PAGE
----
You Can’t Do That! Acoustic Beatles Blues
The music of the first British Invasion had a very distinct background based on influence from American blues and popular artists of the time. This is true with most of the bands that broke out, and The Beatles were no exception. And since theirs is perhaps one of the most loved and best-known collections of songs it’s easy to imagine when a group of musicians casually get together, just sitting facing each other while swapping a guitar back and forth and playing favorite songs that come to mind, The Beatles are likely to come up. Of course when you have two musicians get together like Mick Kolassa and Mark Telesca who are self-proclaimed Beatles fanatics, it’s just destined to occur. And being the true bluesmen that they are, they’re going to spin that flavor into the mix, too. This is exactly what happened with this pair and the more Beatles songs that they brought up, played in this bluesy manner obviously made them smile. And like an epiphany, the idea jumped into their minds to take this music into the studio.
Along with good friends Jeff Jensen, Eric Hughes, James Cunningham, Mark Franklin and Tommy Boroughs they dropped in at Cotton Row Studios in Memphis with a collection of songs from John Lennon and Paul McCartney and pieced together a work that is truly magical. The Beatles molded to the blues is not far-fetched when you think about it, and one listen to the eleven tracks offered is quite convincing that this pattern does work. Unlike a lot of tributes to The Beatles, they did not focus on the hits and the tracks are each given just the right mix to offer fresh takes while still being true to the originals.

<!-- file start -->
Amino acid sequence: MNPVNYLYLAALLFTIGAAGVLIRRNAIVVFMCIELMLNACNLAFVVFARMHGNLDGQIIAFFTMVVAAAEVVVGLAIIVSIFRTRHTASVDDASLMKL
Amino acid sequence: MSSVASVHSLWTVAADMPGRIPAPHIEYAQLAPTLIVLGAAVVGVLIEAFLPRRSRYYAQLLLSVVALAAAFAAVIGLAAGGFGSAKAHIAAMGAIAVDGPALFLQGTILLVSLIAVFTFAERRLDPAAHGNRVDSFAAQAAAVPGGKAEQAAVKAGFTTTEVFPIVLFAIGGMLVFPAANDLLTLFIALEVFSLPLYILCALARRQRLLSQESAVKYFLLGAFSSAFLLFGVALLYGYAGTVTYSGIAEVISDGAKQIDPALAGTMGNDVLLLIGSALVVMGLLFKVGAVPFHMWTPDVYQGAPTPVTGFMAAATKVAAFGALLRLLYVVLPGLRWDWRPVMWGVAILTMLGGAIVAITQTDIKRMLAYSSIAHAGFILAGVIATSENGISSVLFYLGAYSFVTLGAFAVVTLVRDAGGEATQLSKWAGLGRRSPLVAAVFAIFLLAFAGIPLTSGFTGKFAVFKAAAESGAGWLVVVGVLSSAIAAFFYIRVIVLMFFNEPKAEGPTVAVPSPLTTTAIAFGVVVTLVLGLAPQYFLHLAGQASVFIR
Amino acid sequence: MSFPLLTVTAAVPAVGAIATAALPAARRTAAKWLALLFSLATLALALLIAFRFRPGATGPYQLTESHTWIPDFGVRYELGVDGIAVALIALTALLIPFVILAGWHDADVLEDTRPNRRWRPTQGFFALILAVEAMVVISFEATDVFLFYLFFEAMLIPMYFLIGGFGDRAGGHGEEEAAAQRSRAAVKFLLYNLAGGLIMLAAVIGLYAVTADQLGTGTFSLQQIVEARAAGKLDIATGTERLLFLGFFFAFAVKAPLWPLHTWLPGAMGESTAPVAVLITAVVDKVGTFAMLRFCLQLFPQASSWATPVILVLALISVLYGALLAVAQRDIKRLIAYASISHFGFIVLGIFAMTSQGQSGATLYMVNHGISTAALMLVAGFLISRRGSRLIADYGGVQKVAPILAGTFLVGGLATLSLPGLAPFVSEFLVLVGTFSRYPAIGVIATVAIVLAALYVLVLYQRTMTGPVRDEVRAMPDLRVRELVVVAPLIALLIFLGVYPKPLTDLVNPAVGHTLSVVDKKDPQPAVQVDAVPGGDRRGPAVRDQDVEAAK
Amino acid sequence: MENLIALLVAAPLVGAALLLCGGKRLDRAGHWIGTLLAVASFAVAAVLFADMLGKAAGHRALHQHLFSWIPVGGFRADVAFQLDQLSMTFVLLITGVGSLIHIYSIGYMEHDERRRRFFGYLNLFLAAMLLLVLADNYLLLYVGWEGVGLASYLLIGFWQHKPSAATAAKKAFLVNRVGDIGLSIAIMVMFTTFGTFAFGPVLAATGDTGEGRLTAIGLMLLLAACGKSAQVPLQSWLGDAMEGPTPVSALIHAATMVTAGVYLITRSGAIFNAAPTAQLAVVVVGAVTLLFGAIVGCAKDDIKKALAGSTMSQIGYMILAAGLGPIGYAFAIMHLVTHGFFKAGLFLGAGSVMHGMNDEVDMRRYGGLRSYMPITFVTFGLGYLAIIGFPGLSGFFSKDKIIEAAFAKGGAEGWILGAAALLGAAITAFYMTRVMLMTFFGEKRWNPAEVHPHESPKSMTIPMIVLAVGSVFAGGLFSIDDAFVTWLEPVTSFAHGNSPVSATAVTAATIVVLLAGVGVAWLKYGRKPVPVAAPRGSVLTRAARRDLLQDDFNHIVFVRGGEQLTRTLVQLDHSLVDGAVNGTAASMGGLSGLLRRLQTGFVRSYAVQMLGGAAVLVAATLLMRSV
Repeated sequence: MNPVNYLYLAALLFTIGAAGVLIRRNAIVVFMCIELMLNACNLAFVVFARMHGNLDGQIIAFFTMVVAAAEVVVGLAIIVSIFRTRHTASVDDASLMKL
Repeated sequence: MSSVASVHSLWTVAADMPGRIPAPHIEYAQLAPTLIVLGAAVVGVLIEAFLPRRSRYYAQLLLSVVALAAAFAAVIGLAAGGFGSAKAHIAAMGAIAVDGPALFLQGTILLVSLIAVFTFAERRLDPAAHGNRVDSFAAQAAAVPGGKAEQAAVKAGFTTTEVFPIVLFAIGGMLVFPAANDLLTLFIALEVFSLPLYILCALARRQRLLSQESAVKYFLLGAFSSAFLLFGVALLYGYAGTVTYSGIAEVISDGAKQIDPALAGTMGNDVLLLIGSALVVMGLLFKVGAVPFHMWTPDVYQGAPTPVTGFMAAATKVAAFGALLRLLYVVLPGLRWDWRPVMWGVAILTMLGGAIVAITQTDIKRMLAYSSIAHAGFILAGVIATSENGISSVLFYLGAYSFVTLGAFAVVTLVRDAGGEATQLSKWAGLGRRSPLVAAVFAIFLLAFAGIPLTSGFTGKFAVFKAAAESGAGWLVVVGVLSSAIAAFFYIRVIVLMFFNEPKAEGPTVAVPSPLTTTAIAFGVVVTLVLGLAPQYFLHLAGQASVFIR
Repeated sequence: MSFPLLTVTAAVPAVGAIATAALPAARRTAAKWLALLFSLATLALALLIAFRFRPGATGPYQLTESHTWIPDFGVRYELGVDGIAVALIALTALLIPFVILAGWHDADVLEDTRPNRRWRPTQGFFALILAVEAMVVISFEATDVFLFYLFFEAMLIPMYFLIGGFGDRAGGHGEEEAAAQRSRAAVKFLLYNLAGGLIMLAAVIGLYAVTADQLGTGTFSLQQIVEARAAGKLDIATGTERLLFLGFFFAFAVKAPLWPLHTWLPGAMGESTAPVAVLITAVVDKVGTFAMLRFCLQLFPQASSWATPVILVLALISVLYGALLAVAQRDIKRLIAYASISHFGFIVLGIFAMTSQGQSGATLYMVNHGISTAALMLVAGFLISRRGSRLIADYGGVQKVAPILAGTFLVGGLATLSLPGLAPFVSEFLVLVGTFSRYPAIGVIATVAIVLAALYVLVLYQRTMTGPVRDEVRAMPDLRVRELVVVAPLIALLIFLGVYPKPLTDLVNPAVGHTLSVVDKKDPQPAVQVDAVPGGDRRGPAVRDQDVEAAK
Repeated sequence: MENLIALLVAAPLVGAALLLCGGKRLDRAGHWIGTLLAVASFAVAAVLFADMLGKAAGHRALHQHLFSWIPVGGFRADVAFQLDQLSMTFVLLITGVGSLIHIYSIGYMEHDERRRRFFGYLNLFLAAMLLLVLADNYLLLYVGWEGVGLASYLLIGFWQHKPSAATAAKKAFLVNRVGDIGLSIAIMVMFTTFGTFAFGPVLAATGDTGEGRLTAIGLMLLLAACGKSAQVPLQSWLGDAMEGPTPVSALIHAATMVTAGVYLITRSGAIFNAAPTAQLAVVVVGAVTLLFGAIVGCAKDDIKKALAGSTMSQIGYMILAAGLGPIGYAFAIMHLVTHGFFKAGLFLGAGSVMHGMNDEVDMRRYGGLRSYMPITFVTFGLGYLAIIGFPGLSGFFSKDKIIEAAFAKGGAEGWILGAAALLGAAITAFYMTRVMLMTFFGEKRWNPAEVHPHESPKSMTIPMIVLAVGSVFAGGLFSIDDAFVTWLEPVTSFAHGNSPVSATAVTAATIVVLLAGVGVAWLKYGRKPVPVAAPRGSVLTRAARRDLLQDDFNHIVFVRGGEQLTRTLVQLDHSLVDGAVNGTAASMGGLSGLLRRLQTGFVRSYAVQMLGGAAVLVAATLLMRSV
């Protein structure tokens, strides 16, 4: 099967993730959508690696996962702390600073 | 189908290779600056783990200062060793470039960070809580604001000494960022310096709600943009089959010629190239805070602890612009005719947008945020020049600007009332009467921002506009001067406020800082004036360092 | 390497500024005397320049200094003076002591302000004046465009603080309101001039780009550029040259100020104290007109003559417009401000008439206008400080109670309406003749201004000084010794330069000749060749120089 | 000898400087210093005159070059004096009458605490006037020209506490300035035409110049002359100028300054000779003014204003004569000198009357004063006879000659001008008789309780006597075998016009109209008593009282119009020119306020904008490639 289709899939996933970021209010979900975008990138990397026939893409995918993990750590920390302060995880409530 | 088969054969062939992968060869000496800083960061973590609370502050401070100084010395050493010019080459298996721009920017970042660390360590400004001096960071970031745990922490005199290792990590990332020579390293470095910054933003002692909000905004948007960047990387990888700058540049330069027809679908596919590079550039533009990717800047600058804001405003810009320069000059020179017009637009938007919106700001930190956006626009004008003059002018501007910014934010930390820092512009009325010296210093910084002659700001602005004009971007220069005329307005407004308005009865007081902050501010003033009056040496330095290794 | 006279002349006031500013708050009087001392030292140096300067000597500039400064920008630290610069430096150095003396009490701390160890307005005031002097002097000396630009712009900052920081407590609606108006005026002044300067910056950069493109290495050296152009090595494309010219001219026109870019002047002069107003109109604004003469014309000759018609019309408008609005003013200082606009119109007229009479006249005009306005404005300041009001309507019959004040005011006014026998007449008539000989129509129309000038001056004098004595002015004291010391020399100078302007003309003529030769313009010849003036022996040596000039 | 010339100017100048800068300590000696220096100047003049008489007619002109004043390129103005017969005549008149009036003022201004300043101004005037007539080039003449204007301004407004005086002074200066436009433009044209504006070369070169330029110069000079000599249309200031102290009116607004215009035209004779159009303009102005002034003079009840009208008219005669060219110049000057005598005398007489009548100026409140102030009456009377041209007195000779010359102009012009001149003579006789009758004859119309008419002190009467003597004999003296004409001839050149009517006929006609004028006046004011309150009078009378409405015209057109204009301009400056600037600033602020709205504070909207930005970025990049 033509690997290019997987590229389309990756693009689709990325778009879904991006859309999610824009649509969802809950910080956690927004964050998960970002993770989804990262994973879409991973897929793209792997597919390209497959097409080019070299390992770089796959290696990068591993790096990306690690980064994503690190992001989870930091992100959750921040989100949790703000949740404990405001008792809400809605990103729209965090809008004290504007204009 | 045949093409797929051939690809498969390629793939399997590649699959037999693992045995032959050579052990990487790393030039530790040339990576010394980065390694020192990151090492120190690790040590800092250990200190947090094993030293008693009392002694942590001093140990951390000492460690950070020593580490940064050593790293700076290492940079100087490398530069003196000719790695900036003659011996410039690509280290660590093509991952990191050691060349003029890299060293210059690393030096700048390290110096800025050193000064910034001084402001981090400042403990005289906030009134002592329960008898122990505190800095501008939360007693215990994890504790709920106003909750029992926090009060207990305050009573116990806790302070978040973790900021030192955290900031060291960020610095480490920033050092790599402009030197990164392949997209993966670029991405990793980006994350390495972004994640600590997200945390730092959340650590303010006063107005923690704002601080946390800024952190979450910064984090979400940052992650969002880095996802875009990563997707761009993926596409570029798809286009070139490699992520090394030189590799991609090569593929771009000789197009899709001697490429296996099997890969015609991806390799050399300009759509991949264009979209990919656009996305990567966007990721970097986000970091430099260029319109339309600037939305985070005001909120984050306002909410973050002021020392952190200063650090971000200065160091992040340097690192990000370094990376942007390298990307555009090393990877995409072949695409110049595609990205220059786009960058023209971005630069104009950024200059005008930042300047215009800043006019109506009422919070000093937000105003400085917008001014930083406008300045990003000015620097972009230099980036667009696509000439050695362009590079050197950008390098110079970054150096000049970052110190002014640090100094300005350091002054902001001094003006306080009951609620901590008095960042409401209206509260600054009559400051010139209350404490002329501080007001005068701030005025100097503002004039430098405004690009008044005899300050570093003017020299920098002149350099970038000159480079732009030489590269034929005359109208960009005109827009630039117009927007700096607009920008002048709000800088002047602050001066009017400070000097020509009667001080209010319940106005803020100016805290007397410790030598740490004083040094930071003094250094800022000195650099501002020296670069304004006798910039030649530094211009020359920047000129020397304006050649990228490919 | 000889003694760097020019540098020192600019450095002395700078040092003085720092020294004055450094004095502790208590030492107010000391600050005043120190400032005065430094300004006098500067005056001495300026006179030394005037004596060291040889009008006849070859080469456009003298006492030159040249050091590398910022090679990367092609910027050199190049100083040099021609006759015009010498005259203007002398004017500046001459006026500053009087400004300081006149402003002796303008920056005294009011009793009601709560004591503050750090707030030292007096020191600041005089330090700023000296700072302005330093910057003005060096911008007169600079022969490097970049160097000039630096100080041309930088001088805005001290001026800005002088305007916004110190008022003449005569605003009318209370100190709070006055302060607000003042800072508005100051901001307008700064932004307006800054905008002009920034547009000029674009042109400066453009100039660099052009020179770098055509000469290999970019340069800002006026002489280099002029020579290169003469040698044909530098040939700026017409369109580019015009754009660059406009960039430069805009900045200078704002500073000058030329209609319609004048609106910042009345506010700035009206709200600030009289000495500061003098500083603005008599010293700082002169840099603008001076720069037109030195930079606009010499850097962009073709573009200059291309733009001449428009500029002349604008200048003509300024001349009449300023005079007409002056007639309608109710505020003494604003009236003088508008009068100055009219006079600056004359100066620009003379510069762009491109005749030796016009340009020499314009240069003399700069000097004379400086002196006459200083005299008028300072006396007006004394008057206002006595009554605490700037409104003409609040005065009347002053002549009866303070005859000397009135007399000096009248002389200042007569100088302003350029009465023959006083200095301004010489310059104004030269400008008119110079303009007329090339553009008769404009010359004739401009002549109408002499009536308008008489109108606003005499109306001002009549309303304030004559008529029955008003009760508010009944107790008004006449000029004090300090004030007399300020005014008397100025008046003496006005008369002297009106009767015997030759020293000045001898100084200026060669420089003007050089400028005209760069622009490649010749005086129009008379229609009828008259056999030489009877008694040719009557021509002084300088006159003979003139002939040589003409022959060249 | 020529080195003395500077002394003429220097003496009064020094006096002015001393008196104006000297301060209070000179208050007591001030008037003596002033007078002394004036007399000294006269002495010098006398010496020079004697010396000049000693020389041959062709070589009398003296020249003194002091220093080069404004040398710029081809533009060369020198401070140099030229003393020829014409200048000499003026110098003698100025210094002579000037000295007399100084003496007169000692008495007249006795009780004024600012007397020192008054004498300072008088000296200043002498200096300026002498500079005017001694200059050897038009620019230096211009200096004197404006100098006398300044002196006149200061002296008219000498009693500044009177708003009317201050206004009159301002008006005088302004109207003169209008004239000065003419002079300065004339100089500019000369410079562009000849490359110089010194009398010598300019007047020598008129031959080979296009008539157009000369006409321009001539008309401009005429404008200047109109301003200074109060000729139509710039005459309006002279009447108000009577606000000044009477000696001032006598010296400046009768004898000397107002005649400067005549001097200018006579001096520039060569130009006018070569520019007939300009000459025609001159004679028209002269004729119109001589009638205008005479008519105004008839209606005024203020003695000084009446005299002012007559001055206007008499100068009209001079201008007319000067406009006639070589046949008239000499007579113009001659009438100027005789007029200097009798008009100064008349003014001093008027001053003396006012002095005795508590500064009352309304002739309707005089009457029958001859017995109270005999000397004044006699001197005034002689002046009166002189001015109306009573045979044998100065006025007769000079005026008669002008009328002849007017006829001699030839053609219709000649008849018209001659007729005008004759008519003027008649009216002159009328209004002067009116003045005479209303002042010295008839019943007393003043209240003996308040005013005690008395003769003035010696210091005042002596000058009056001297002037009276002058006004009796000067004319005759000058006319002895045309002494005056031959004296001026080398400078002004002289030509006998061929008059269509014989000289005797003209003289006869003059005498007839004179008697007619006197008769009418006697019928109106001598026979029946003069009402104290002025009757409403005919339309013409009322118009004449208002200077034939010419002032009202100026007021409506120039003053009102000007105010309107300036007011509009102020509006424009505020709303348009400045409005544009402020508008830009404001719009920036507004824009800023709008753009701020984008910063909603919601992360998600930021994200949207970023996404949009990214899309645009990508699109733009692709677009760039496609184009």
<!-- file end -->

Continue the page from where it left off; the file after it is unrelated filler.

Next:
Being true to that first sit-down trading the guitar back and forth, they recorded the album completely acoustic. It adds to the authenticity of the blues feeling and the guitar work on songs like “Can’t Buy Me Love,” “Fixing A Hole,” “You Can’t Do That” or “Why Don’t We Do It In The Road” for example all strike home with a Delta-like emphasis. The blues can take a variety of directions, too, and that is not lost with the interpretations of some of these songs. Mark Franklin delivers a very distinct Bourbon Street Dixieland feeling on “I’ll Cry Instead” and later with a muted flugelhorn enhances “She’s A Woman” from the original quick-paced jumper to a slow blues. That slow down direction also works to perfection on the latter half of “Mean Mr. Mustard/Polythene Pam” with Telesca taking the brisk original to an emotional and haunting description of the titular character. Tommy Boroughs fiddle helps close out the album in a bluegrass delivery on “She Came In Through The Batroom Window.”
Some ideas are just natural fits. Taking on The Beatles in the blues direction that Mick Kolassa and Mark Telesca have done is exceptional. It works. There have been many variations of recreating The Beatles in tributes throughout the years, but this is one of the best. Just like Mick and Mark surely did when they first sat together tossing out favorite songs of The Beatles, this one will make you smile, too. Over and over again.
Total Time: 37:04
I’ll Cry Instead / Can’t Buy Me Love / I Feel Fine / Fixing A Hole / You Can’t Do That / Got To Get You Into My Life / Lady Madonna / Why Don’t We Do It In The Road / She’s A Woman / Mean Mr. Mustard – Polythene Pam / She Came In Through The Bathroom Window